By Colleen Hurley, RD, Certified Kid’s Nutrition Specialist
So you have finally gotten your baby to sleep through the night then – wham! For some inexplicable reason you feel back to square one as your baby starts waking up in the middle of the night. One good explanation, especially at around 6 months, is teething. Teething presents with a myriad of symptoms and varies from baby to baby. Some babies breeze through teething while for others it is a rather miserable experience.
The first rule of teething symptoms is to be sure its not something else. Lots of fussy, sleepless, whining behaviors just get chalked up to teething when it could be something else. Some teething symptoms include fever, pulling at the ears or cheeks, runny nose, or diarrhea could also be signs of a cold or infection. Don’t hang up the towel yet, just check with your doctor to make sure your child doesn’t have a cold, the flu, or something else going on before assuming those are teething symptoms. While teething can be trying, it usually doesn’t account for hours of screaming, weeks of not sleeping, high fevers, or severe rashes (both facial and diaper) so be sure to check with your pediatrician first.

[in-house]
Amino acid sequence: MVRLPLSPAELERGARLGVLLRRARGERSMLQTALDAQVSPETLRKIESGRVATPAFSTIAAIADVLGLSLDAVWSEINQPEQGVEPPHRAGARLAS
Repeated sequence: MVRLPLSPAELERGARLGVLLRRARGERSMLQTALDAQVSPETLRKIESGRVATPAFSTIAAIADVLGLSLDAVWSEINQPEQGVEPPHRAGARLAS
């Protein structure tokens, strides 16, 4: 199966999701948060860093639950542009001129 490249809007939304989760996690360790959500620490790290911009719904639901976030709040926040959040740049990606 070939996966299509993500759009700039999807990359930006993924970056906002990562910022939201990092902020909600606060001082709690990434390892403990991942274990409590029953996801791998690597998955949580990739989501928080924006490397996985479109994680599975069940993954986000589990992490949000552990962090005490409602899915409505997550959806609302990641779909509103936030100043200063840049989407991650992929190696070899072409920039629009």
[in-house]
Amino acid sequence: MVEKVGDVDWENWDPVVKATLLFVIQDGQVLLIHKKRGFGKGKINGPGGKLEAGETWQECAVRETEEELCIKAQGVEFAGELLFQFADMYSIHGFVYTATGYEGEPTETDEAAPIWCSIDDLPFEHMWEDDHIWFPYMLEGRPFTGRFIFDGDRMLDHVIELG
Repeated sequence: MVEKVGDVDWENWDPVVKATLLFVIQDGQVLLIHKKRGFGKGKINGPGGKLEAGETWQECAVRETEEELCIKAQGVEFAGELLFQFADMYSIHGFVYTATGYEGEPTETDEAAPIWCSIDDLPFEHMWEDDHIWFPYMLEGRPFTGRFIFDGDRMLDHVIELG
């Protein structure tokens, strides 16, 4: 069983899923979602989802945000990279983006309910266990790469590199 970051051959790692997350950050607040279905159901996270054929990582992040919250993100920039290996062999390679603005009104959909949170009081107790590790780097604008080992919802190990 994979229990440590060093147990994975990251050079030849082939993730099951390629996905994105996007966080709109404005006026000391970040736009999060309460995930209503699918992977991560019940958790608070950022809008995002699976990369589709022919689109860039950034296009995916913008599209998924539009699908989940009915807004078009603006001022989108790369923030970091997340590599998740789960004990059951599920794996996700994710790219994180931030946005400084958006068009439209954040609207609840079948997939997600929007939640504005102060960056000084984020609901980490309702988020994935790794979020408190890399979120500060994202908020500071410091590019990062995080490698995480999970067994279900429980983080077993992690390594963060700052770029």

Teething Signs – Physical
The first place to start your investigation is the obvious – check your baby’s gums. Red, swollen, and puffy gums are signs the first teeth are trying to break through. You may even see a little spec of the tooth, and if this is the case you can’t deny it even looks painful so no wonder she isn’t her cheerful self right now! Another obvious symptom is that he probably gnawing on anything he can get his hands on and chewing away with reckless abandon. From the side of the crib, to toys, to even a sibling or parent; this when babies begin putting everything in their mouths only at this stage they bite – hard.
This is also when babies tend to drool quite a bit, leaving slobber on all of the above things they try to chew on, and could result a small rash around the mouth or chin.
Teething Signs – Behavioral
Some behavioral signs of teething include:
Increased ‘clinginess’ to parents
Refusal of breast or bottle
If you’ve read the Teething Timeline , you may be thinking – this is going to last for 1.5 years? The answer is no. Most parents who’ve survived the process (yes, that means you will too) agree that the symptoms are worst when the first teeth break through and then when the molars arrive. Babies learn to tolerate or get used to the sensation of cutting teeth. Also, many of the teething symptoms disappear within a few days.